Conspicuously absent: democratic reform and the election

Robert Roach

Remember when democratic reform was a big election issue in Canada? No?

Neither do I. But it should be.

Our democracy is like an old car that has never been serviced. The tires are bald. The oil is like sludge.

But it is still running, so we keep ignoring the “service now” light.

Our political leaders act as if this jalopy is a mint condition 1965 Mustang. What’s worse is that they are acting this way while tramping around the country randomly handing out goodies as if Canadians were children on Christmas morning.

Rome may not be on fire, but we are certainly fiddling while our democratic system deteriorates.

Why, for example, are there no policy pronouncements about addressing the dangerous and undemocratic concentration of power in the hands of the Prime Minister that has been eroding the role of Cabinet and MPs since at least the time of Trudeau?

Why are the leaders adding stress to the country’s regional fault lines rather than proposing structural changes to ensure better regional representation? Why is low voter turnout not a major campaign issue? Why is the future state of federal-provincial relations not a key talking point?

The blame lies with us – the voters.

As a group, our eyes glaze over when the mechanics of our democracy are discussed. It is tempting to place all the blame on our political leaders, but they are just responding to what voters seem to want.

We are simply not that interested in what goes on under the hood of our political system. Now and then we might have a conversation around the water cooler about the pros and cons of proportional representation, campaign fundraising rules or, if we have had way too much coffee, the role of the Canadian Senate, but these democratic reform issues don’t capture the imagination of most voters.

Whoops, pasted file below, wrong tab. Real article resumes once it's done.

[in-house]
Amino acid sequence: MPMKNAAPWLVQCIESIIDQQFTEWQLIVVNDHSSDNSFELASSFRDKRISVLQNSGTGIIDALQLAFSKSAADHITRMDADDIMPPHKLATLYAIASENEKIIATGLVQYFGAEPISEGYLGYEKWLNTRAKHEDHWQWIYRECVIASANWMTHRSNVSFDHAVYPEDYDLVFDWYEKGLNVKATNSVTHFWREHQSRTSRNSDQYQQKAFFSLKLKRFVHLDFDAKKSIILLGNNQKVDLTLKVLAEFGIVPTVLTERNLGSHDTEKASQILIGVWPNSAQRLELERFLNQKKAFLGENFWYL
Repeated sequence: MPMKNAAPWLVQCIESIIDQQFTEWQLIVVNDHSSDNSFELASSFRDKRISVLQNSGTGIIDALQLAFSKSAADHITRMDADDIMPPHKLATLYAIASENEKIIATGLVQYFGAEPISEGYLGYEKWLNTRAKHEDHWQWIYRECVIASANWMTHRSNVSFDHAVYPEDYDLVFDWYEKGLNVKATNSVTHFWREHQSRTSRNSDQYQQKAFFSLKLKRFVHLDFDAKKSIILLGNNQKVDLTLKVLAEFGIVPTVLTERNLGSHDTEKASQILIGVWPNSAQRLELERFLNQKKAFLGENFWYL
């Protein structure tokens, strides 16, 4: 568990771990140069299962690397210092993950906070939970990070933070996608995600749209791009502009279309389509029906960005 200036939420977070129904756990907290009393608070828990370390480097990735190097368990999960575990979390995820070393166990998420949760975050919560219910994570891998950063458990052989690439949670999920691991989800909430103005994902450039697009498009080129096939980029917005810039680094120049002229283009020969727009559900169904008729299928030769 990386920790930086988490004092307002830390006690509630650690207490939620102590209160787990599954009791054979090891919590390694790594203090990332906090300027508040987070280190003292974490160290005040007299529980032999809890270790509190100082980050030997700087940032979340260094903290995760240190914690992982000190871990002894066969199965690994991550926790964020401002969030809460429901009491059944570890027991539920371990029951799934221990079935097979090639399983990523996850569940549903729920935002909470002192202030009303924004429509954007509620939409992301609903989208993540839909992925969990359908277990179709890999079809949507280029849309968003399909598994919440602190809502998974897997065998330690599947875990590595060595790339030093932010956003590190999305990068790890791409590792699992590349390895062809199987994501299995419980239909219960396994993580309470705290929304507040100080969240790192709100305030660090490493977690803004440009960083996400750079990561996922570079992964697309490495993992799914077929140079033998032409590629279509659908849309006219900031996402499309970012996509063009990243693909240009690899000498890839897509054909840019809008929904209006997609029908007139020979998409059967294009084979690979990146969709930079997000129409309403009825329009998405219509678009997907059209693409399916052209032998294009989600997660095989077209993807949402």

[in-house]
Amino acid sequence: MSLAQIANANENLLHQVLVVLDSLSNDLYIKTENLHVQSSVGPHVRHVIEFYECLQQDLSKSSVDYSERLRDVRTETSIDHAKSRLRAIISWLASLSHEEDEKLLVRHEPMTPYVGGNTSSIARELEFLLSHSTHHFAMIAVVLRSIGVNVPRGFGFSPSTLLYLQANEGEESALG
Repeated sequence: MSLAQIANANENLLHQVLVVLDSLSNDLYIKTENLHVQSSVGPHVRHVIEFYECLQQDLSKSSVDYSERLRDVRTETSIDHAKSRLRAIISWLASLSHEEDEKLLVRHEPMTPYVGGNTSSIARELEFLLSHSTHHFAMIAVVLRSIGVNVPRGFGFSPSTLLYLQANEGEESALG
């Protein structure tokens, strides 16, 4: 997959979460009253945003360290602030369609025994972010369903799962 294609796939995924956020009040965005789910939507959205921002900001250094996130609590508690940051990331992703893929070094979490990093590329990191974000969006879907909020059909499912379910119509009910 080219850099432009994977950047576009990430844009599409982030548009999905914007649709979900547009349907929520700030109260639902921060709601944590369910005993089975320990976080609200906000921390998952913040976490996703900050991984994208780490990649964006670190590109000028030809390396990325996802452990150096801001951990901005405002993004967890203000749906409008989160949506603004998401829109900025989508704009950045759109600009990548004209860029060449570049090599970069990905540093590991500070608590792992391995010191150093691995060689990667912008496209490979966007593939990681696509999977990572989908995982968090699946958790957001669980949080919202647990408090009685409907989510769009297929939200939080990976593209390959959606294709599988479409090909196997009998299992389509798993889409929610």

Can you imagine a party leader using their opening and closing comments at a televised debate to outline the benefits of proportional representation or Senate reform?

This does not mean that the “d” word is not thrown around with great gusto. Political leaders routinely claim to be the chief defenders of democracy against the anti-democratic ways of their rivals. This makes for a good show but it is mostly just convenient rhetoric.

This leads to a key question: what should elections be about?

Arguably, there is no single right answer. Elections can and should be about many things. But perhaps it is time to carve out some space in this election – or the next one – to talk seriously and at length about the democratic processes and structures that we rely on to ensure the “good” government we all want.

This would mean fewer ribbon cutting opportunities and it would require voters to submit themselves to some fairly dry debates, but the result would be a long overdue examination of what makes our democracy tick and what needs repair.

If we keep ignoring the “service now” light on our democratic dashboard, we are taking a huge risk. The last thing Canada needs is a political crisis caused by a sudden breakdown of our democratic system.

Imagine, to cite but one example, an unelected Senate blocking the will of a future minority government.

But the real damage is more subtle and more long-term as Canadians become more apathetic, as power becomes more concentrated, as debate becomes even less substantive, as scandals become routine and as the light to the world that is Canadian democracy becomes dimmer and dimmer.

Let’s start calling for a robust debate about reforming our democratic system even if this means a hefty repair bill and some time away from other concerns. A fair, strong, and effective government system is more than worth the cost and effort.

Robert Roach is the Director of the Canada West Foundation’s The West in Canada Project. His column is distributed through Troy Media.

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